Source: Blue’s News
A post on the Battlefield Website has an update on EA’s ongoing battle against Battlefield 1 cheaters. They address concerns they’ve heard voiced by players and talk about current and future efforts to weed out miscreants. Here’s a bit:
State of Play: Removing Cheaters
Over the past six months, we’ve steadily ramped up our anti-cheat efforts, working closely with the FairFight team to detect and remove more cheaters than ever before. In October alone, we sanctioned over 8,500 accounts. Since then, instances of cheating have declined. While we have made significant gains, we still can do more.
Improvements to FairFight In-game Messaging
Battlefield 1 veterans may remember the global messaging that was sent every time FairFight had acted against a player. As we ramped up our efforts against cheaters, these messages became a distraction from other in-game discussions, and they were disabled a few months ago based on your feedback. However, our communication about this created some questions. Going forward, our communication will be more clear, transparent, and proactive.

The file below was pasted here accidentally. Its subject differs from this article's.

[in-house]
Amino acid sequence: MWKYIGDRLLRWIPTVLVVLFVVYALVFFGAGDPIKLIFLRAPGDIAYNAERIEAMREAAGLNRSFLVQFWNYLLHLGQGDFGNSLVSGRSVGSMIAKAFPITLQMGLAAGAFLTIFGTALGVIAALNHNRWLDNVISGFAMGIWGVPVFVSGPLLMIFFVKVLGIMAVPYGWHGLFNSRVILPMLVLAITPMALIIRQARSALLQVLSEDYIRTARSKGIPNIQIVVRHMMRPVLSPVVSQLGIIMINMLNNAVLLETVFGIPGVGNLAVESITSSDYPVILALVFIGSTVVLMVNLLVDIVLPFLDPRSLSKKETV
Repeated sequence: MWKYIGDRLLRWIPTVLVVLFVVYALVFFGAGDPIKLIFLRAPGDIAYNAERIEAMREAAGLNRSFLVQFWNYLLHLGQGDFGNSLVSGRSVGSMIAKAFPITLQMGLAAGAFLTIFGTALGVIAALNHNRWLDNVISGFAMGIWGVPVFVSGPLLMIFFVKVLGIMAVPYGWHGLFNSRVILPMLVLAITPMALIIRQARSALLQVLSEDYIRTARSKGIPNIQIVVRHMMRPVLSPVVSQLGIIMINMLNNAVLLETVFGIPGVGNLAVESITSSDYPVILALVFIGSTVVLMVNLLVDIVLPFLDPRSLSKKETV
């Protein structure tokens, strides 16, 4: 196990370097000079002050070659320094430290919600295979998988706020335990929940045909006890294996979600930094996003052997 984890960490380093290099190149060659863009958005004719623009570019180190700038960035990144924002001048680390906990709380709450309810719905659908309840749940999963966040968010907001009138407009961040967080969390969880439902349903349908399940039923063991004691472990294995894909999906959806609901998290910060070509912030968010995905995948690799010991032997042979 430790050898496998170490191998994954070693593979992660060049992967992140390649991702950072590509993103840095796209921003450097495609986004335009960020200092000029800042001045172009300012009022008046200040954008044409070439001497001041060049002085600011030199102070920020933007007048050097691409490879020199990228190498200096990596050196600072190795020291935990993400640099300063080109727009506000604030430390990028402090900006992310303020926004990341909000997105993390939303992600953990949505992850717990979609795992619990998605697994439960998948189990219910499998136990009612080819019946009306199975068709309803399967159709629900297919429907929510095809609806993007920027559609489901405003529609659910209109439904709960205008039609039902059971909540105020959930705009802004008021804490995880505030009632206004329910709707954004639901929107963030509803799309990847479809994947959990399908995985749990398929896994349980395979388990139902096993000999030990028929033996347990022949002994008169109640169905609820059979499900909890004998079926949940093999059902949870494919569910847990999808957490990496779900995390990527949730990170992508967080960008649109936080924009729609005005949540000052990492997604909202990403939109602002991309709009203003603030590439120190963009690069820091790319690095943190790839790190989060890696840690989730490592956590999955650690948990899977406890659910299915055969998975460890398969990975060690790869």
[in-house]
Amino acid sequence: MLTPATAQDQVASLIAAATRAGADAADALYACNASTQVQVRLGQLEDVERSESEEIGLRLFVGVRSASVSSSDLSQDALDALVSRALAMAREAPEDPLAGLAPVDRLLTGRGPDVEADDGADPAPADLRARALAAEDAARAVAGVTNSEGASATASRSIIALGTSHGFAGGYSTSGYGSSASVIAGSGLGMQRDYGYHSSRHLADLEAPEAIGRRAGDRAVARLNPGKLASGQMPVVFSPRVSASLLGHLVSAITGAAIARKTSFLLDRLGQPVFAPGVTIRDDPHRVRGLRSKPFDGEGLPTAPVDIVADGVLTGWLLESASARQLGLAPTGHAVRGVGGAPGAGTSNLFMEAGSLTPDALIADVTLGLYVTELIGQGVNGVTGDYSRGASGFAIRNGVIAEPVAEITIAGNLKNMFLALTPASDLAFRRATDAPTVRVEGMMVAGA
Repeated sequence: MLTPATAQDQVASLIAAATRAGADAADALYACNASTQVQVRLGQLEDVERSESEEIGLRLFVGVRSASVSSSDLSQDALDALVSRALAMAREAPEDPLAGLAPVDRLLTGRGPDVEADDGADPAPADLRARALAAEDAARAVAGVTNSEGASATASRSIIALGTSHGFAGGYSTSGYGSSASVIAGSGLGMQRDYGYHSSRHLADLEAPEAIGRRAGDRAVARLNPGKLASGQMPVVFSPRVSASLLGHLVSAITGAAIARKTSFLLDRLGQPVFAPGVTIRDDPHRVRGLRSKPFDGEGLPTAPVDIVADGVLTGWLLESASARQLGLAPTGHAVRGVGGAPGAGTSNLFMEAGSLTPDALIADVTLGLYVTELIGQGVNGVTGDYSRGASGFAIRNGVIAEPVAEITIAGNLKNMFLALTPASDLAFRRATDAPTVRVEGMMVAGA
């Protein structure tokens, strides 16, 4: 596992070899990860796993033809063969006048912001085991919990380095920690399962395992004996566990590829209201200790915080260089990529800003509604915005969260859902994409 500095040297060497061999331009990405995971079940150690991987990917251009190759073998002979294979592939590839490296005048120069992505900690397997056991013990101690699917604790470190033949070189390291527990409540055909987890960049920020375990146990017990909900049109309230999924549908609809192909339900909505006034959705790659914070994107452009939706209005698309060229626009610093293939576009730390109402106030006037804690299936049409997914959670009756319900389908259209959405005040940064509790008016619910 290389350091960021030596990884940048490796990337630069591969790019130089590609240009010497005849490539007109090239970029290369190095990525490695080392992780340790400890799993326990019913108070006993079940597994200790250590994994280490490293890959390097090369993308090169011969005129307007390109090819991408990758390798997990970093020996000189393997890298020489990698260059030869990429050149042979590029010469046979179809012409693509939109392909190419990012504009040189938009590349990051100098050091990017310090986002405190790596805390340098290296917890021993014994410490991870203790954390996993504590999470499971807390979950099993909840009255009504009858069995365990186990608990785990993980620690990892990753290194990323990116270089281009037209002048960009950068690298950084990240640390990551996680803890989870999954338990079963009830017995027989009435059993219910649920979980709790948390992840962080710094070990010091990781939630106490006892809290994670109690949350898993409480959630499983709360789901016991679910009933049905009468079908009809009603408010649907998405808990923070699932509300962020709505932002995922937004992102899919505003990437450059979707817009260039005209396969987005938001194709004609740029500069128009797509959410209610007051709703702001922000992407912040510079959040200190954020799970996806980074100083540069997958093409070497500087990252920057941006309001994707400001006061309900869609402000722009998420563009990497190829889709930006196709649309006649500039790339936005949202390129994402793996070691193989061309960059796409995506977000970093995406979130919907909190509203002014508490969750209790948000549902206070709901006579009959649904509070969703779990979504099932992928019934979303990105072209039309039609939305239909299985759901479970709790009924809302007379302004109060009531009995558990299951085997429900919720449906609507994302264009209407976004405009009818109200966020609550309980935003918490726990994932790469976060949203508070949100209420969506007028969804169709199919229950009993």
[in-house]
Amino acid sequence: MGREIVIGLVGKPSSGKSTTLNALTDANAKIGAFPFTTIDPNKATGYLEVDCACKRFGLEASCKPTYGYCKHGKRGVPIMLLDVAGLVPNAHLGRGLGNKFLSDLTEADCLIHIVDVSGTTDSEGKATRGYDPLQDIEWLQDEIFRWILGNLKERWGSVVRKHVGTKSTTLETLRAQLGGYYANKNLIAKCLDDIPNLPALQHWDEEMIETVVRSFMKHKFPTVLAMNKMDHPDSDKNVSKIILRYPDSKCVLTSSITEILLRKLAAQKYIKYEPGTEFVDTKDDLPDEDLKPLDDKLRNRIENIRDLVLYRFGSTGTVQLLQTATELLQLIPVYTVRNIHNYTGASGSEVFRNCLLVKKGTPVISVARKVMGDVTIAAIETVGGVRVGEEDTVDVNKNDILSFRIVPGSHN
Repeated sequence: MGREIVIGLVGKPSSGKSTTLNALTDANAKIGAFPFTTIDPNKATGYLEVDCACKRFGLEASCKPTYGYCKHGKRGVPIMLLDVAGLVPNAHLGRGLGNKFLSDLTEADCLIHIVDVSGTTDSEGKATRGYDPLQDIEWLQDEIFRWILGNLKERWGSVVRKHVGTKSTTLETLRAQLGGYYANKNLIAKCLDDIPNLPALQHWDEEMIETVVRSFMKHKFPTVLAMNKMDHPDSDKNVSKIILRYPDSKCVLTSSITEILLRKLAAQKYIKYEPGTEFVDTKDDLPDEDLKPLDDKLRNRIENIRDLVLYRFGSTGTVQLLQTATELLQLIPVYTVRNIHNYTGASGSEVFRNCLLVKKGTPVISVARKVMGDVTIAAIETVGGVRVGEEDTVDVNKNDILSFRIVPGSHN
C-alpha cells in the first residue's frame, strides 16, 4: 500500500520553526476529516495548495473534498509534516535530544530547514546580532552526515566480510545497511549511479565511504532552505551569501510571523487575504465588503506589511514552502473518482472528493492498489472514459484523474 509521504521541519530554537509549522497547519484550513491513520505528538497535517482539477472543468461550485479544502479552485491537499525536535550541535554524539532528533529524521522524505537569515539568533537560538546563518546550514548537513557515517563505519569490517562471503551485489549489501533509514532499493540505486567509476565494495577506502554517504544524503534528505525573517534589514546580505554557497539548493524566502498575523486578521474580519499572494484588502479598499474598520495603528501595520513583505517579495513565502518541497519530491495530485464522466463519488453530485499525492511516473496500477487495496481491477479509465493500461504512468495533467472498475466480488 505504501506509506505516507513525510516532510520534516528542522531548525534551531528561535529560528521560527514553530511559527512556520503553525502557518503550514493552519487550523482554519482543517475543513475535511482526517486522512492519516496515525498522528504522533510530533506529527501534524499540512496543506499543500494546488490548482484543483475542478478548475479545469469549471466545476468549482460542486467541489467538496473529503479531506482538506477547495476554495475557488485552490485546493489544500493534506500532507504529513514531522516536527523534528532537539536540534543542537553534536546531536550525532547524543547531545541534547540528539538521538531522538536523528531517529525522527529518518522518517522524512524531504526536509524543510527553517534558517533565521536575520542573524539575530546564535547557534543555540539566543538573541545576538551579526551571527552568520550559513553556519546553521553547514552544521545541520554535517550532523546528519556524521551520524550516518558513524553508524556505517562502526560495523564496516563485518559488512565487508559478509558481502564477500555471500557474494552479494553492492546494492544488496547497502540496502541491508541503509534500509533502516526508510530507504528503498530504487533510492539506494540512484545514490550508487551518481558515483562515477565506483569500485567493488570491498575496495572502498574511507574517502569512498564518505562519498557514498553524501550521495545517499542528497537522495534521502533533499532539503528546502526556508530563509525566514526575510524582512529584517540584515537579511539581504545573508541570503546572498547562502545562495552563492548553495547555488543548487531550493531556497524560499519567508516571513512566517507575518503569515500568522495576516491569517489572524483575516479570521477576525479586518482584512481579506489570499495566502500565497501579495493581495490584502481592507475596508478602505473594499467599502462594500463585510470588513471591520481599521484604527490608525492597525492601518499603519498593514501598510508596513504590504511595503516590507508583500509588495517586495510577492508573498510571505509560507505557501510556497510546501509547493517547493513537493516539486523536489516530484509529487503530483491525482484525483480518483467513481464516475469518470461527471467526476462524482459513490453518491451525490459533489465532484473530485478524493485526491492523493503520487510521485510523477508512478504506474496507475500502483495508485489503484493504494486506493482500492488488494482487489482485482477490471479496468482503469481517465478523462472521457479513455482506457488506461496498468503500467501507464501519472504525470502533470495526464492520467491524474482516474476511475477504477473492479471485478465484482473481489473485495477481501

Soon, you’ll see a new form of FairFight messaging. This will condense the combined bans from the last 24 hours into a single in-game post, sent every few hours.
How and When a Player Gets Sanctioned
We saw a rise in the number of social media posts claiming FairFight had banned players incorrectly after the October ban wave mentioned above. However, we are confident that our detection methods produce accurate results. Cheat developers may be attempting to manipulate players’ minds about anti-cheat tools, and to leverage detection information from game developers.
A common misconception regarding FairFight is that higher skilled players are more likely to get sanctioned due to their improved match stats. This is not correct; it is not possible to be banned simply for being skilled.